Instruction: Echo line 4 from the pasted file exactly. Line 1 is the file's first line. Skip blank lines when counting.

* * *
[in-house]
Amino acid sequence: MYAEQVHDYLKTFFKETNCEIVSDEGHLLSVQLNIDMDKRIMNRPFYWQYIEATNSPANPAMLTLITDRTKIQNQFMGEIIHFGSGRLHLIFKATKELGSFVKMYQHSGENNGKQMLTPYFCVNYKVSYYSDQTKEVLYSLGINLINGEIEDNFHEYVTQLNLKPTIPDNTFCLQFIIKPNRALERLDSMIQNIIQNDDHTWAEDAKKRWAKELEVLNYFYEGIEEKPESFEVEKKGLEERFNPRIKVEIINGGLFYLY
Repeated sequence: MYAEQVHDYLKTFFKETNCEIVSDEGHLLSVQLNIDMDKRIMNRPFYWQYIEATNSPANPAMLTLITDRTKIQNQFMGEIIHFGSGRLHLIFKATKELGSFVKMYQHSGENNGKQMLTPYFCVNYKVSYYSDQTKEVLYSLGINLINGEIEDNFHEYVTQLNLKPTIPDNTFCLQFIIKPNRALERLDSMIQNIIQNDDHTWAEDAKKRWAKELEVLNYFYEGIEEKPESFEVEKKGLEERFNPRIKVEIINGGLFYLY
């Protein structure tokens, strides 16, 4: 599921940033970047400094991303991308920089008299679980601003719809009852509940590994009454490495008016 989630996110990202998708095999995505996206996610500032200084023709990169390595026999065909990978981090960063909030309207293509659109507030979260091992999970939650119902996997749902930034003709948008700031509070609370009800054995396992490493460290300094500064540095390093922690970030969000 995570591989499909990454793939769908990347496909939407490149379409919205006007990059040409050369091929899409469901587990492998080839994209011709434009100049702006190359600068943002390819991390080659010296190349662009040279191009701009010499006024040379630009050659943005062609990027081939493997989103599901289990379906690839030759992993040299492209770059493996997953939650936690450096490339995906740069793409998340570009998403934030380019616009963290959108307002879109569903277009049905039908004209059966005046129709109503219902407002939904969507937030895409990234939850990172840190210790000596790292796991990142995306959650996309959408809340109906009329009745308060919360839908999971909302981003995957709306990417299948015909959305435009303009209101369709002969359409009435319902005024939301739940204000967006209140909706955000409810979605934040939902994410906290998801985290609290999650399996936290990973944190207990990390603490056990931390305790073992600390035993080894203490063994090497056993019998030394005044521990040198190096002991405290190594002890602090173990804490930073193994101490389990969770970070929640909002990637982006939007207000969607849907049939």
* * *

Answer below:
């Protein structure tokens, strides 16, 4: 599921940033970047400094991303991308920089008299679980601003719809009852509940590994009454490495008016 989630996110990202998708095999995505996206996610500032200084023709990169390595026999065909990978981090960063909030309207293509659109507030979260091992999970939650119902996997749902930034003709948008700031509070609370009800054995396992490493460290300094500064540095390093922690970030969000 995570591989499909990454793939769908990347496909939407490149379409919205006007990059040409050369091929899409469901587990492998080839994209011709434009100049702006190359600068943002390819991390080659010296190349662009040279191009701009010499006024040379630009050659943005062609990027081939493997989103599901289990379906690839030759992993040299492209770059493996997953939650936690450096490339995906740069793409998340570009998403934030380019616009963290959108307002879109569903277009049905039908004209059966005046129709109503219902407002939904969507937030895409990234939850990172840190210790000596790292796991990142995306959650996309959408809340109906009329009745308060919360839908999971909302981003995957709306990417299948015909959305435009303009209101369709002969359409009435319902005024939301739940204000967006209140909706955000409810979605934040939902994410906290998801985290609290999650399996936290990973944190207990990390603490056990931390305790073992600390035993080894203490063994090497056993019998030394005044521990040198190096002991405290190594002890602090173990804490930073193994101490389990969770970070929640909002990637982006939007207000969607849907049939």